Today you may write a chapter on the advantages of traveling, and tomorrow you may write another chapter on the advantages of not traveling.
Henry David Thoreau: Journals. 18th March 1856.
Well, in the spirit of Christmas past – or perhaps I mean the Christmas post – this has ended up being a little late, as follow-up blog entries go. I’m sure you can forgive me for having been a little bit busy with last minute festive fripperies from shopping to baking to the creation of, er, beautiful music. Besides, I’m sure none of you will be reading this until about a week from now, since you will all be far too busy eating and making merry as well. For now, though, where was I? Ah yes, travelling. Forget everything I said last week. It’s a brilliant idea! The thrill of treading where one has never trodden before. Barriers broken down between previously isolated communities. The exchange of ideas. And the wildlife! As I’ve noted in the past, seeing a new species in its natural environment is a more satisfying experience than twitching vagrant birds, for example, though of the latter I plead occasionally guilty. Lists are hungry beasts.
None of this takes away the damaging aspect, the niggling feeling about contributing to runaway climate change. Nor the need, the necessity to learn to live where we are and with what we have. But the odd trip, from time to time? I’m already looking forward to the next one. Some of the places I’ve travelled to have already begun to feel like alternative homes. And where is ‘home’ in our mobile world anyway? Readers of this blog who don’t know me might nevertheless have picked up that I’m married to a very lovely American whom I met whilst studying in Reading. Consequentially I find myself in the eastern United States, Maryland to be specific, at least once a year. There’s still much that I find unusual or difficult about the country – though isn’t that part of the point of long distance travel? – but still the area we visit feels deeply familiar after eight years’ worth of trips, especially since I’ve begun to get a handle on North American birdsong. When I’m out and about birding over there I now feel as though I’m walking amongst old friends, whilst retaining a much greater than usual chance of meeting new ones. A marvellous combination: I definitely recommend having two continents in your life. I feel sure I have done so before.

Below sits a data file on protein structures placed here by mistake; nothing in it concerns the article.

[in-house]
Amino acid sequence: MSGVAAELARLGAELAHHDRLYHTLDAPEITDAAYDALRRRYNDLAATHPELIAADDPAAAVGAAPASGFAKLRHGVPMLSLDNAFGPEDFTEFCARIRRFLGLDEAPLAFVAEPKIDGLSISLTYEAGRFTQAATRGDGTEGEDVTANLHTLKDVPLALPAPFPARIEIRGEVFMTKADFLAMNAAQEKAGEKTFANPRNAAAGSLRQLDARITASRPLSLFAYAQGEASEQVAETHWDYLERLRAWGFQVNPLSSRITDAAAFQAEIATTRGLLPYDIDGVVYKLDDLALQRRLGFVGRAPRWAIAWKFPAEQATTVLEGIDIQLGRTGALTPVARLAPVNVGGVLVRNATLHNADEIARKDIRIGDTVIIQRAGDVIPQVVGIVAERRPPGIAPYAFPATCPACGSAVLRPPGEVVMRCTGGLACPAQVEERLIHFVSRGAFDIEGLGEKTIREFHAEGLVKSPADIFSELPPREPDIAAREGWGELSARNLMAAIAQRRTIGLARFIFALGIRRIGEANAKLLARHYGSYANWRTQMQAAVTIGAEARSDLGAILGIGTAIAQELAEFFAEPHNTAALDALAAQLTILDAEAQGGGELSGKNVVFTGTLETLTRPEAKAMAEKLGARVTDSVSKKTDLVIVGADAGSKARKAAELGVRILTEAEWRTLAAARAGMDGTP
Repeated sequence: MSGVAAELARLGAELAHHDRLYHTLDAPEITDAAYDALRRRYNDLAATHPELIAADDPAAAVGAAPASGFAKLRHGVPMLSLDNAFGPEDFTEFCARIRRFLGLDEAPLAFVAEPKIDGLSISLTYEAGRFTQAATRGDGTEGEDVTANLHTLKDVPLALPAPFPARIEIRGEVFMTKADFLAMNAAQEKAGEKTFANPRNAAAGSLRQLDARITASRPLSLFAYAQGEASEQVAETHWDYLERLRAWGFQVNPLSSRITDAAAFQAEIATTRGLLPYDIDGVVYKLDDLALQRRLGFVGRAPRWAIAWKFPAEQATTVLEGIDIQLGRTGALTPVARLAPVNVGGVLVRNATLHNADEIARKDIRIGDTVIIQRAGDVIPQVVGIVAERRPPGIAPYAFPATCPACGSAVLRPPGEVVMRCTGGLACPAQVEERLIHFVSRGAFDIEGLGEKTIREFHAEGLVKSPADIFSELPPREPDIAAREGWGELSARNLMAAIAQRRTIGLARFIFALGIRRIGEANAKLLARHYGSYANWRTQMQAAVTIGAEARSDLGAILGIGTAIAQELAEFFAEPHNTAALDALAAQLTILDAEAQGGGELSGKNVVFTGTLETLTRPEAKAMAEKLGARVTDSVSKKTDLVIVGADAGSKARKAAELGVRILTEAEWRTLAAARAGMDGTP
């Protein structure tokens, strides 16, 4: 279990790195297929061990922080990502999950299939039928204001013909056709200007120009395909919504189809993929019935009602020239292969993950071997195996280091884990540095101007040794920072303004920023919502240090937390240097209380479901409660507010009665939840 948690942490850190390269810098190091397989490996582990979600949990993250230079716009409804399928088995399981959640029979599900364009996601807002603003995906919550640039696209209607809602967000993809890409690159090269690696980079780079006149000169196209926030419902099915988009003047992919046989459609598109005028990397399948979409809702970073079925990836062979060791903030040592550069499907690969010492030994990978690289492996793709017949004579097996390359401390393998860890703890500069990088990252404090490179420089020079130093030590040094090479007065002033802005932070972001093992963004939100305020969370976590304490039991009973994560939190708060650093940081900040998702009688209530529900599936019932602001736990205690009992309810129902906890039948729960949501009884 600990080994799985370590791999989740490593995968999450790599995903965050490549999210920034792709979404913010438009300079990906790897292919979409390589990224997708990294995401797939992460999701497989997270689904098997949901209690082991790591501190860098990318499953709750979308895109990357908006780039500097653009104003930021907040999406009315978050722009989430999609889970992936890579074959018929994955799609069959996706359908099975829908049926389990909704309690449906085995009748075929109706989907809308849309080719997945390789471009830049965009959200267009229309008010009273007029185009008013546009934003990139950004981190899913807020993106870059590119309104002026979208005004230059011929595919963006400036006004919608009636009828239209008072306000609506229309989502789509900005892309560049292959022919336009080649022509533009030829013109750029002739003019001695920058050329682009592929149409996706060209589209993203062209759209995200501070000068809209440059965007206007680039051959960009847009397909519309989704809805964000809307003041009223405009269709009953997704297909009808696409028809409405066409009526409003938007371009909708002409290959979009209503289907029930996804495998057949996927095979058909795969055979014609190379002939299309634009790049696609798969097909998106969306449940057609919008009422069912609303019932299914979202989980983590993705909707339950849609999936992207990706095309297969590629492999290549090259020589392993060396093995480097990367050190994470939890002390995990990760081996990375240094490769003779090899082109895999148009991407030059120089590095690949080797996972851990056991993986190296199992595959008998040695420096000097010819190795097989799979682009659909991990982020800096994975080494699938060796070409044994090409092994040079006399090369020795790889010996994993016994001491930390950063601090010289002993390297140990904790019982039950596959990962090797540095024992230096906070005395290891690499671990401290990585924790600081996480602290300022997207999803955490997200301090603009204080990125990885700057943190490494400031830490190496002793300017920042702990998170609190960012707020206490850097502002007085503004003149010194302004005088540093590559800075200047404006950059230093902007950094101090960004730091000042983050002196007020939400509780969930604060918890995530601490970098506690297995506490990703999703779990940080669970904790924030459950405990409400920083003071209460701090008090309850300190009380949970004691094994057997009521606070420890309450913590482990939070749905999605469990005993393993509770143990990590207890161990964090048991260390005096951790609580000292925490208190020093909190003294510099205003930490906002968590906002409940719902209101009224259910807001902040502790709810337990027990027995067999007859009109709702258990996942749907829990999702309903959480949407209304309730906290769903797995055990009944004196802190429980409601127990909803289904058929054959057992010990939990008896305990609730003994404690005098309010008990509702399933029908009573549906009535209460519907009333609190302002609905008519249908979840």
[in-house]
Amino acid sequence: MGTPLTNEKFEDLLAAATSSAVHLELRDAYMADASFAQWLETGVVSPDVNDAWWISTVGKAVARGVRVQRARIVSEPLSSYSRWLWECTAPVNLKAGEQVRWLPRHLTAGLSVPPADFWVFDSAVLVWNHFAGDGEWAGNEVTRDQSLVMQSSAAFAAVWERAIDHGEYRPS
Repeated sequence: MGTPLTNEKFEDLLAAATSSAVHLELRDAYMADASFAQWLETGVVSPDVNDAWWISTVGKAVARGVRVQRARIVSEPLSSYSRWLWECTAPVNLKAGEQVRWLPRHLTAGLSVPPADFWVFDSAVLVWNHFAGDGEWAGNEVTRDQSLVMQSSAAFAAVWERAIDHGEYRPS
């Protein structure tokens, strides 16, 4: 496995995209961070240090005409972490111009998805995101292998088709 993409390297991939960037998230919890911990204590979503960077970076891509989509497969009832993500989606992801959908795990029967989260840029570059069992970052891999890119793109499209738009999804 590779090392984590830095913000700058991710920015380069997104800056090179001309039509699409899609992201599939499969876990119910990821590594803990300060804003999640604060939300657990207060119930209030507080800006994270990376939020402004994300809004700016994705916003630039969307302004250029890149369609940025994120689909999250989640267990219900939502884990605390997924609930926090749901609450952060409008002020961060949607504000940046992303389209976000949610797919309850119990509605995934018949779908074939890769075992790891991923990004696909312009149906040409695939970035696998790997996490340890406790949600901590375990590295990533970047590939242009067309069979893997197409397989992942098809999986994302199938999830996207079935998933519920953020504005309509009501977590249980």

Now that the world is criss-crossed with connections of this sort – and I count myself fortunate to have one – it would be near impossible, wholly impractical and really quite cruel to start unpicking all of those threads and then to expect everybody to stay within a medieval-style ten-mile radius of their birthplace. For better or worse, we have to keep on moving.
As it happens, this year it’s the UK’s turn at Christmas, so I’m not boarding a transatlantic flight this December and instead only had to move a relatively inexpensive 20-ish miles. We’ll be spending a few days looking out on a garden full of homely robins, rather than more exotic cardinals, having turkey for lunch rather than the ‘post-Thanksgiving-anything-but-turkey’ of many an American Christmas, and enjoying traditional British Christmas weather, i.e. flooding and gales. But our American family and friends will be in our thoughts even more than usual this week. If you celebrate Christmas, then wherever you are spending it, however far away from ‘home’ you may be, I hope you have a very merry one and thanks for supporting this blog over the last year.